* Q4 net EPS C$0.14 vs C$0.07
* Core EPS C$0.21, exceeds C$0.16 expectations
* Revenue rises 33.8 pct, expenses up 32.4 pct (Adds details, executive comments)
By Andrea Hopkins and John McCrank
TORONTO, May 19 (Reuters) - Canaccord Financial (CF.TO) said quarterly core earnings more than tripled and revenues surged, though expenses also rose sharply after the investment dealer’s recent takeover of Genuity Capital Markets.
The Vancouver-based company said it earned C$11.1 million ($10.6 million), or 21 Canadian cents a share, in its fiscal 2010 fourth quarter, ended March 31. That was up from C$3.8 million, or 7 Canadian cents, a year earlier.
The results excluded C$5 million in pre-tax costs related to the purchase of Genuity, a boutique Canadian investment bank specializing in mergers and acquisitions and advisory services. The acquisition, which closed in April, more than doubled the size of Canaccord.
Net income rose to C$7.5 million, or 14 Canadian cents a share, up from C$3.7 million, or 7 Canadian cents.
Revenues rose 33.8 percent to C$143.1 million.
Analysts had expected, on average, earnings of 16 Canadian cents a share, excluding one-time expenses, and revenue of C$133.5 million, according to Thomson Reuters I/B/E/S.
Shares of Canaccord, which have fallen around 20 percent in the past month and a half, dropped 1.8 percent at C$9.27 on the Toronto Stock Exchange on Wednesday afternoon.
The latest “results feel like almost an afterthought as investors look ahead of the potential earnings power of the combined Canaccord-Genuity franchise,” Sumit Malhotra of Macquarie Equities Research said in a report.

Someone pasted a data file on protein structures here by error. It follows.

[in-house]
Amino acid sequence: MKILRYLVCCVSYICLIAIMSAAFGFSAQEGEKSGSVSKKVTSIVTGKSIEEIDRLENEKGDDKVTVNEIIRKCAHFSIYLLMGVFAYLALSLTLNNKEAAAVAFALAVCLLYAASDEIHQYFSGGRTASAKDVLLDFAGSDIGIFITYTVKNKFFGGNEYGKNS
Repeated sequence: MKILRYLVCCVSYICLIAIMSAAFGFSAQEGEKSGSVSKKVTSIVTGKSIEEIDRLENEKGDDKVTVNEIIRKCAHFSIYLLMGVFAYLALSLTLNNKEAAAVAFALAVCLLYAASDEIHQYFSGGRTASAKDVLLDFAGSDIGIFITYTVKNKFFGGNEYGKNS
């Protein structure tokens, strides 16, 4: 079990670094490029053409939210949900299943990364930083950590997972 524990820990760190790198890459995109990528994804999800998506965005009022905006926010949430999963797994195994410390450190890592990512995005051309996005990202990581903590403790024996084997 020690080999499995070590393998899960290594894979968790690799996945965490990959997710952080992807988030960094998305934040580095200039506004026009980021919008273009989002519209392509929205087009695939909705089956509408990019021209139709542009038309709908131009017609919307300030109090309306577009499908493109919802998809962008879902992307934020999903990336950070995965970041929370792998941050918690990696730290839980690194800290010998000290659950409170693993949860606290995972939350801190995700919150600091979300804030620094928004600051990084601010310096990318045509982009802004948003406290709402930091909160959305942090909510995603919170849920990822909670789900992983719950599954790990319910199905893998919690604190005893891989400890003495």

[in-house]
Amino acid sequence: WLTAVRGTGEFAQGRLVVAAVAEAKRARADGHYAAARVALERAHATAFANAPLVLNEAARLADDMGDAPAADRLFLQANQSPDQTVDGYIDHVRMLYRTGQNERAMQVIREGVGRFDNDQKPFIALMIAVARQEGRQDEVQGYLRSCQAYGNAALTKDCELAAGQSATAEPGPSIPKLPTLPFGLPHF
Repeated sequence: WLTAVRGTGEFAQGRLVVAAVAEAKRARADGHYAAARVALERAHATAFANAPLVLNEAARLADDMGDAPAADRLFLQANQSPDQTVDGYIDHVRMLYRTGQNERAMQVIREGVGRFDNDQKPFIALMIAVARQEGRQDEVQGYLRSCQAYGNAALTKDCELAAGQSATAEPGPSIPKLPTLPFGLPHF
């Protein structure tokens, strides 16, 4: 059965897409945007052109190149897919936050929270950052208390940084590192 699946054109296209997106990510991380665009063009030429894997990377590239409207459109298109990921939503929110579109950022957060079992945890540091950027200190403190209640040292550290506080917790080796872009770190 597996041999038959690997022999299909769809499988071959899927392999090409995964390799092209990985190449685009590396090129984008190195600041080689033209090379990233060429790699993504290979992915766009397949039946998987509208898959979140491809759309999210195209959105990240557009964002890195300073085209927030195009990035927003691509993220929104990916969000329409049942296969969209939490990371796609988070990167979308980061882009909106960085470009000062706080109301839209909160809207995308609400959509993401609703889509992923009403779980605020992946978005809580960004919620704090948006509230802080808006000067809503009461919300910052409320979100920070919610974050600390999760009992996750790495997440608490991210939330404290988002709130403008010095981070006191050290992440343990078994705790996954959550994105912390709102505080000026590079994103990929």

Canaccord, one of the country’s top independent brokerages, has built a strong presence in Canada’s mining sector, particular among juniors and midcaps. The firm, with 37 offices worldwide, has also developed a strong presence in China.
The takeover of Genuity gives it a well-connected M&A shop whose bankers have ties to some of the country’s top companies, such as Air Canada ACa.TO ACb.TO, the No. 1 Canadian airline.
Paul Reynolds, chief executive of Canaccord, told analysts on a call that his firm “has had some very interesting M&A wins” that Canaccord would not have experienced before the deal and that Canaccord products are being brought over into the original Genuity client base.
“I think from an overall revenue-accretive standpoint, which we didn’t factor into any of those synergy calculations or deal economics, we’re certainly seeing some very tangible results thus far.”
Reynolds said the firm would continue to look for deals, as long as they came at a reasonable price.
“If we saw things that were a strong cultural and strategic fit to our business and were accretive to earnings, we would definitely be interested, especially in the UK and the U.S.,” he said.
Reynolds said the firm was also looking at some opportunities in China. “We are evaluating them and there will be more to come on that over time.”
Cutting out acquisition costs, return on equity, a key measure of profitability, rose to 7.6 percent from 4 percent, while working capital rose C$72.5 million to C$358.6 million.
Assets under management climbed 13.2 percent to C$445 million and assets under administration climbed 40.7 percent to C$12.9 billion.
Expenses in the quarter were also higher, rising 32.4 percent to C$132.6 million.
“While this increase in in line with the quarter’s higher revenues, a large portion of it can be attributed to higher incentive compensation,” Reynolds said.
He said the expenses included the fully realized costs of the firm’s long-term incentive plan and its retention program in its wealth management business, both initiated in previous years.
“That said, I want to assure you that we are actively addressing both operating and compensation costs,” he said.
Canaccord is modifying its compensation structure, which includes changing to a semi-annual bonus structure and lowering its profit share distribution.
“These initiatives, combined with the expected cost recoveries from operating synergies with Genuity should have a material impact on lowering our expense line,” Reynolds said.
$1=$1.05 Canadian Additional reporting by Scott Anderson and Pav Jordan; Editing by Frank McGurty